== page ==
Old Signs Put Out to Pasture Get New Lives!

Through the Bridging the Gap Transportation levy the Seattle Department of Transportation is working to replace those old, faded hard to read street name signs across the city.  Crews are focusing on the arterial streets; however as more and more signs are replaced along main thoroughfares they are working to replace signs on residential streets.  The new signs are significantly larger and much easier to read – who hasn’t missed a turn on a dark, rainy night because they couldn’t read the sign?  At the end of 2011, SDOT crews had installed new street name signs at 6,714 intersections across the city.

Seattle Public Utilities used old street signs to create an interesting wall.

Have you ever wondered what happens to those old signs?  Seattle Public Utilities, in keeping with their mission of recycling, came up with a creative way to reuse many of the old signs.  The signs were built into the entrance wall that greets folks entering the new South Transfer Station in South Park.  The project shows a dedication to recycling and a creative use of materials.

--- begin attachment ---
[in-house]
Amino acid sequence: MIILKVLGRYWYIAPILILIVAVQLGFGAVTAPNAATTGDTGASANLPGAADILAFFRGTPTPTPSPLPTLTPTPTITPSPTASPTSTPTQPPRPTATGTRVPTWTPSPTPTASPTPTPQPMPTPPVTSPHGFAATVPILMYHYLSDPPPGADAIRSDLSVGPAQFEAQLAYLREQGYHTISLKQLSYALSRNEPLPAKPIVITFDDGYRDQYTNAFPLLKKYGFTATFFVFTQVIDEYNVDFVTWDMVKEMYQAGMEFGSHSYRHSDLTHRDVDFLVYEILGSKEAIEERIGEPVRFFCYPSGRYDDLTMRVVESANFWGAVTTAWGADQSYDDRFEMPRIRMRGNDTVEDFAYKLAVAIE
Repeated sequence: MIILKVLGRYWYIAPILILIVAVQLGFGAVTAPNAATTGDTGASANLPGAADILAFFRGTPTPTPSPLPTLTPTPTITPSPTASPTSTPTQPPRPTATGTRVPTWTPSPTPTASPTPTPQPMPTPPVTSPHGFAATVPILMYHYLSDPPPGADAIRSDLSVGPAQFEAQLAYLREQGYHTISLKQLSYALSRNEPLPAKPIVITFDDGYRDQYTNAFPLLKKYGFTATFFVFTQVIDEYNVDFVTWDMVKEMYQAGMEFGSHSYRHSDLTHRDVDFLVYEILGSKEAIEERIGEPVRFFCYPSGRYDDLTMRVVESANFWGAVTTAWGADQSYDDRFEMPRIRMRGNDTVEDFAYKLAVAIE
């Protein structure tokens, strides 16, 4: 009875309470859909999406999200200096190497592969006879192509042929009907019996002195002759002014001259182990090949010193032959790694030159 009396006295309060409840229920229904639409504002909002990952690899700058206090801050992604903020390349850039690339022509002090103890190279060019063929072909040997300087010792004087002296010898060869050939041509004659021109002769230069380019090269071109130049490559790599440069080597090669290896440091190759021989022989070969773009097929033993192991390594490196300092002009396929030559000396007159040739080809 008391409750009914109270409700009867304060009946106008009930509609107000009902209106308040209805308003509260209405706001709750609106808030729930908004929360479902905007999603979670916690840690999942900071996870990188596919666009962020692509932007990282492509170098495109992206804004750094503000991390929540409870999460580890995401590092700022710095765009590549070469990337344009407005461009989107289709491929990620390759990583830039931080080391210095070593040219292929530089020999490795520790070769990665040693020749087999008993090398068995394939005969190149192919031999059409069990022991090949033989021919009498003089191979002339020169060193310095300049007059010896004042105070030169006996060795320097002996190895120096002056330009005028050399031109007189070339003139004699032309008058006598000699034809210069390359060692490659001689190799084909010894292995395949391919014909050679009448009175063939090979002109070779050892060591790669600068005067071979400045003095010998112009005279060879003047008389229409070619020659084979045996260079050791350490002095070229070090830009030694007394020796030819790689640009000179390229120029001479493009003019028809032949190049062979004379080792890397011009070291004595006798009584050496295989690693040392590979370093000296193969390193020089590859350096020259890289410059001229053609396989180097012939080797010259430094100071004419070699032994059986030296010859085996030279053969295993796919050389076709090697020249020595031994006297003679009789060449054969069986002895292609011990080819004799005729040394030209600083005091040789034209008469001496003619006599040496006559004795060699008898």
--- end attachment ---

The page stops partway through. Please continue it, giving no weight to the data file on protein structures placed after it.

Vacant space in your garage?  In need of a new piece of art for the living room or your desk at work?  You are in luck, Seattle’s old street names signs are available to be purchased.  Various signs, named and numbers, are available through the City of Seattle Fleets and Facilities surplus warehouse.   They have posted an updated list of available signs which range in price from $5 – 15.  Please contact the warehouse directly if you are interested in purchasing a sign.